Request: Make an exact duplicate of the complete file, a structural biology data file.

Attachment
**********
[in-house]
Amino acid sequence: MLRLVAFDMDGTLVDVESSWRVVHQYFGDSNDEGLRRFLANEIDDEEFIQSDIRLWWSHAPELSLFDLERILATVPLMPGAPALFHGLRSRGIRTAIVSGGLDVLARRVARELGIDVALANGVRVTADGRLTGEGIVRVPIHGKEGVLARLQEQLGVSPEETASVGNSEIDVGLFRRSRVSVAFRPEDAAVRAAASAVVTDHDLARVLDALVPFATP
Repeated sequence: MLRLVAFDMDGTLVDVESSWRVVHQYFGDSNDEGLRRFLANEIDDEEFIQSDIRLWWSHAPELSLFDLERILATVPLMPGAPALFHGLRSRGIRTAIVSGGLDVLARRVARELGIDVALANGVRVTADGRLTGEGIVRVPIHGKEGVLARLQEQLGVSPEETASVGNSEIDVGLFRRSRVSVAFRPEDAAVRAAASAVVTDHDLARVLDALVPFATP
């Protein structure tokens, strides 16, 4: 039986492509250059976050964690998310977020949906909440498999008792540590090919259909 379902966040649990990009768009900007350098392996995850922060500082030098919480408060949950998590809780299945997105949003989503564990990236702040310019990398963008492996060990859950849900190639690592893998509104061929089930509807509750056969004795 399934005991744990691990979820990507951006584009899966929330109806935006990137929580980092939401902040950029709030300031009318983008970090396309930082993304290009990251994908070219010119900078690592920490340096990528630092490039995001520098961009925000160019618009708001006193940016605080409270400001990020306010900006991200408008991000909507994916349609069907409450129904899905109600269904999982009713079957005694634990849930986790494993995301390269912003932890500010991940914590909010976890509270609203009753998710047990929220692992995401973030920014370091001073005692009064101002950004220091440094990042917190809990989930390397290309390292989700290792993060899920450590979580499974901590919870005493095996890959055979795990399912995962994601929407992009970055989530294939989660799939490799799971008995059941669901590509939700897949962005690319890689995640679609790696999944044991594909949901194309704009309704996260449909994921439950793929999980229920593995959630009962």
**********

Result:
[in-house]
Amino acid sequence: MLRLVAFDMDGTLVDVESSWRVVHQYFGDSNDEGLRRFLANEIDDEEFIQSDIRLWWSHAPELSLFDLERILATVPLMPGAPALFHGLRSRGIRTAIVSGGLDVLARRVARELGIDVALANGVRVTADGRLTGEGIVRVPIHGKEGVLARLQEQLGVSPEETASVGNSEIDVGLFRRSRVSVAFRPEDAAVRAAASAVVTDHDLARVLDALVPFATP
Repeated sequence: MLRLVAFDMDGTLVDVESSWRVVHQYFGDSNDEGLRRFLANEIDDEEFIQSDIRLWWSHAPELSLFDLERILATVPLMPGAPALFHGLRSRGIRTAIVSGGLDVLARRVARELGIDVALANGVRVTADGRLTGEGIVRVPIHGKEGVLARLQEQLGVSPEETASVGNSEIDVGLFRRSRVSVAFRPEDAAVRAAASAVVTDHDLARVLDALVPFATP
């Protein structure tokens, strides 16, 4: 039986492509250059976050964690998310977020949906909440498999008792540590090919259909 379902966040649990990009768009900007350098392996995850922060500082030098919480408060949950998590809780299945997105949003989503564990990236702040310019990398963008492996060990859950849900190639690592893998509104061929089930509807509750056969004795 399934005991744990691990979820990507951006584009899966929330109806935006990137929580980092939401902040950029709030300031009318983008970090396309930082993304290009990251994908070219010119900078690592920490340096990528630092490039995001520098961009925000160019618009708001006193940016605080409270400001990020306010900006991200408008991000909507994916349609069907409450129904899905109600269904999982009713079957005694634990849930986790494993995301390269912003932890500010991940914590909010976890509270609203009753998710047990929220692992995401973030920014370091001073005692009064101002950004220091440094990042917190809990989930390397290309390292989700290792993060899920450590979580499974901590919870005493095996890959055979795990399912995962994601929407992009970055989530294939989660799939490799799971008995059941669901590509939700897949962005690319890689995640679609790696999944044991594909949901194309704009309704996260449909994921439950793929999980229920593995959630009962």